Dan Abrams has written a book called “Kennedy’s Avenger” about the Jack Ruby trial. I can’t wait to read it when it comes out on 6/1. I’ve spent a lot of time studying that case, and along the way got to meet Dallas Detective Jim Leavelle. He survived Pearl Harbor, testified in the “Trial of the Century,” retired a legendary detective, and attained the age of 99. While researching a presentation Toby Shook and I did for the Sixth Floor Museum at Dealey Plaza called “The Assassin’s Assassin,” the tall man in the light suit wearing the Stetson hat in Bob Jackson’s famous, Pulitzer Prize-winning photograph told me all about his experience with Jack Ruby, the man who killed Lee Harvey Oswald. Links to follow.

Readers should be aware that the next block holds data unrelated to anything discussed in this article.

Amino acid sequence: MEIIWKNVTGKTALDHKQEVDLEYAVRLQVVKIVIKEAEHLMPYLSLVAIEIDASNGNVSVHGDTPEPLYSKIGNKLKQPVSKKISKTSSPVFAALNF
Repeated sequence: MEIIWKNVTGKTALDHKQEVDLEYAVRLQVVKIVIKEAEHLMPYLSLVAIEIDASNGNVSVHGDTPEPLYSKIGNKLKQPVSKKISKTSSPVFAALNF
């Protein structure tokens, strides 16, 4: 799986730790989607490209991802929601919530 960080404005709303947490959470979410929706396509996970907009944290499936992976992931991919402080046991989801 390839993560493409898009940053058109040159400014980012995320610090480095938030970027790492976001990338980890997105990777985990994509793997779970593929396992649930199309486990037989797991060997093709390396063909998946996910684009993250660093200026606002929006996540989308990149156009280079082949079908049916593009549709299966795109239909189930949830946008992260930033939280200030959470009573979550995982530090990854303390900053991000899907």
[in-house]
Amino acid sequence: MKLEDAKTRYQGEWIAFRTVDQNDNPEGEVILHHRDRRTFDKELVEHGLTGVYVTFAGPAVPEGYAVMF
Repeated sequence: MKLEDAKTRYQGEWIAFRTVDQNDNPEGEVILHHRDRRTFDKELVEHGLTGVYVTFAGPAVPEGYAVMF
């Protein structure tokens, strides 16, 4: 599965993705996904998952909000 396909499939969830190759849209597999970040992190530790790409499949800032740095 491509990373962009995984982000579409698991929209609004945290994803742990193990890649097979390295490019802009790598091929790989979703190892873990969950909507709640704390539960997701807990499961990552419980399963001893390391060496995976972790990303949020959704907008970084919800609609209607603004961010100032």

I turned 18 the week Timothy McVeigh and Terry Nichols planted McVeigh’s getaway car near the Alfred P. Murrah Federal Building and commenced to building a weapon of mass destruction out of a Ryder Truck like the one pictured above. I’ve never forgotten that Wednesday morning. Maybe it’s the indelible image of that smoky brown bite mark, or the realization that the war scene from downtown Oklahoma City was on the news, not in a movie. Why study this trial? I couldn’t see the blast from Dallas, but even at 18 I felt it. America changed.